Making Care Packages Under Covid

Many times now, I have founded groups or worked with groups which produce care packages for unhoused people. These usually include a few essentials in a plastic bag which can quickly and easily be handed to unhoused people.

As part of co-founding the first bay area chapter of Burners Without Borders, one of the initial projects we wanted to do is launch a new care packages group in the bay area and then branch out into multiple subgroups to serve the larger area.

Because of covid, all of our projects were put on hold as we refactor and struggle personally to adapt to this year’s rapidly changing conditions and rapidly overlapping disasters.

Changes This Time

I have done some research of my own and I think this project can safely go ahead. There are three main changes to the past models for this project.

First, the items in the care packages will need to be updated to reflect the current disasters.

Second, the way we build the care packages needs to change. Since we can’t gather together, we will need to assemble the packages separately. This feels different to many of the people I’ve talked to, but really it’s not different. In the past, we have always had each person bring like a hundred of one item (ie water bottles) and then everyone mixes their items together into all the bags, and finally we all take a small portion of the bags. The only difference now is that we will simply each buy all the items for a smaller number of bags. The amount we each pay will be about the same or maybe even less.

Third, we need to safely distribute the bags. I have tried several methods and it’s actually very easy to do this. Simply approach the person and set the bag down, explaining that it contains food and water for them, and then walk away. It’s not as awkward or uncomfortable as it sounds, and based on the feedback from many past partners, this will probably feel more comfortable for them than actually handing the bags to people.

For this test run, I’m planning to make about a dozen bags and see how cheap I can get them. Then we will make adjustments before launching the larger next-phase of the project.

What Items?

Here is the list of items I am including in my test run before we launch the project in the next few weeks.

  • Thermal Blankets: Today, the leading cause of death for unhoused people here in the richest city in the world is exposure to the elements. It’s starting to get cold and several of the unhoused people I have recently talked to are asking for blankets. Using thermal blankets has several advantages: they’re very warm, they pack easily, they’re waterproof, and since they are affordable for us, it’s easy to give out a lot of them.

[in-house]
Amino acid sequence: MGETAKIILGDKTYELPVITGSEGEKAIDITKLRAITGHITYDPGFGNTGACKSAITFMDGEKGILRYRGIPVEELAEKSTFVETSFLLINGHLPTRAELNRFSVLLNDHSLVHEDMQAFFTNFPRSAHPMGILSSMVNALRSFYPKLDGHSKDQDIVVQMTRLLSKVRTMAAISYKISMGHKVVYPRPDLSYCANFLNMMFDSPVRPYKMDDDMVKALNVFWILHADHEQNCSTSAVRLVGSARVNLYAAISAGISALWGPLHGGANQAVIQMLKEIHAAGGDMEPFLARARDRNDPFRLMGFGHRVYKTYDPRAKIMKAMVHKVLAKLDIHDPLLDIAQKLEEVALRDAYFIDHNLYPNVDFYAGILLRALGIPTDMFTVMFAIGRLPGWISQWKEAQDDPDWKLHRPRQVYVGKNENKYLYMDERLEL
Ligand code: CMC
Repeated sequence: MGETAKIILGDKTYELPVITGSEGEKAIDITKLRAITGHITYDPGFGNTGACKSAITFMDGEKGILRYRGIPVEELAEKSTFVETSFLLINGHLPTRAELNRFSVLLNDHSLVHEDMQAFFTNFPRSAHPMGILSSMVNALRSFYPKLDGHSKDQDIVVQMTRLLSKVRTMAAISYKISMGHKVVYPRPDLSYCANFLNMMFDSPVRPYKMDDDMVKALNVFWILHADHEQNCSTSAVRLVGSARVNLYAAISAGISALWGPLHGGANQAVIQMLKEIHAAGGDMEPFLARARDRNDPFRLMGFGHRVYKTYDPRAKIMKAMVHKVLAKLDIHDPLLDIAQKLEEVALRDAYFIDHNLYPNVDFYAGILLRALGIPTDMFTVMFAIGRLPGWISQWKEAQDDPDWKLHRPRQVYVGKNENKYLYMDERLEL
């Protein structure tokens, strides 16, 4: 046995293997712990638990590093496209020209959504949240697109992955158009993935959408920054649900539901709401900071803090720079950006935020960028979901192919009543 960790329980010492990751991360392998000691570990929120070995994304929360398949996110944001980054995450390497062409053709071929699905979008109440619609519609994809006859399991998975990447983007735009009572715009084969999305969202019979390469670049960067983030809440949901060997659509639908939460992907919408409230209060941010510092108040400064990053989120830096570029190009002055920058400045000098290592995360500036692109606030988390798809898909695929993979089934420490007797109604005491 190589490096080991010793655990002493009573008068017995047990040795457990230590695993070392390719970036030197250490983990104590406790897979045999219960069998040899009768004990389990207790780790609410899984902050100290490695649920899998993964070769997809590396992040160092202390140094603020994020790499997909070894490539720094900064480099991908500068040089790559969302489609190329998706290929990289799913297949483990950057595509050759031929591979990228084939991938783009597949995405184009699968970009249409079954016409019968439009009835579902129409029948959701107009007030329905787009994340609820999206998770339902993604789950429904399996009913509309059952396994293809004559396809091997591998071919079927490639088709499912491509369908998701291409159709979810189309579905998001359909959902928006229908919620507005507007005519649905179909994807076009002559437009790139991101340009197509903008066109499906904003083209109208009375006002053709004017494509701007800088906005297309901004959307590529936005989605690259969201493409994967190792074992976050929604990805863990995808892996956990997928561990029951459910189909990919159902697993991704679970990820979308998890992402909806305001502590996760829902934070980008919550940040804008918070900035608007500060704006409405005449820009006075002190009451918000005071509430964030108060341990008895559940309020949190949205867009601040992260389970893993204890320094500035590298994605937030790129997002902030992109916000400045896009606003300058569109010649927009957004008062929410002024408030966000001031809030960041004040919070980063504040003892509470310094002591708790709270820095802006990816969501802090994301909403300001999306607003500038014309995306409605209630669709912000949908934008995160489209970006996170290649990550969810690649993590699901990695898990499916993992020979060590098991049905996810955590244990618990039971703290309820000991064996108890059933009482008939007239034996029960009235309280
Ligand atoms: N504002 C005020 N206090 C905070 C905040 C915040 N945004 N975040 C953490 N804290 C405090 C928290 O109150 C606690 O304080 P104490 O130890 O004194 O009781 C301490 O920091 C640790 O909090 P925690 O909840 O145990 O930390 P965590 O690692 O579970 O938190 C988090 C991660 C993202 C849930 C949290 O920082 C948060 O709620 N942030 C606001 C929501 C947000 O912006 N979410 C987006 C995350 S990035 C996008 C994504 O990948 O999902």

• Personally I would really prefer to give out bivvies instead of thermal blankets, but I have not yet found a cheap enough option. This would mean people have a warm, waterproof, packable sleeping bag. I have been researching the potential to make these ourselves but ideally I’d really like to find a cheap source online.
  • Hand sanitizer: These are the cheapest individual-sized hand sanitizer bottles I could find. These are also refillable.
  • Disposable masks: Masks are only effective if they are clean. Reusable masks are great but without being able to wash them, they’re actually not any better. These ones cost about $0.25 each, so I am planning to include several of them in each care package. I discussed the need for smoke masks with several experts who advised against including N95 masks because for most people they are not going to work any better than surgical masks unless they are being professionally fitted and the people are shaving daily. These masks seem like the best option.
  • Granola bars: these are a vital part of the care packages because everyone needs to eat and even though it’s not going to feed them for long, at least it’s something.
  • Complete nutrition shake: This is a little pricey but I think it’s worth including something that can help fill unmet nutrition needs. These contain all the vitamins and minerals that people might be missing, so I have decided to include these in my care packages.
  • Water bottle: Water is obvious. Everyone needs water and this is one of the cheapest items in the care packages.
  • Toilet paper: This is an essential that can’t be left out.

Going Forward

I have ordered these items and will be assembling and distributing these packages. Soon, we will be launching a zoom meeting to discuss the project with the public and solicit partners and donations.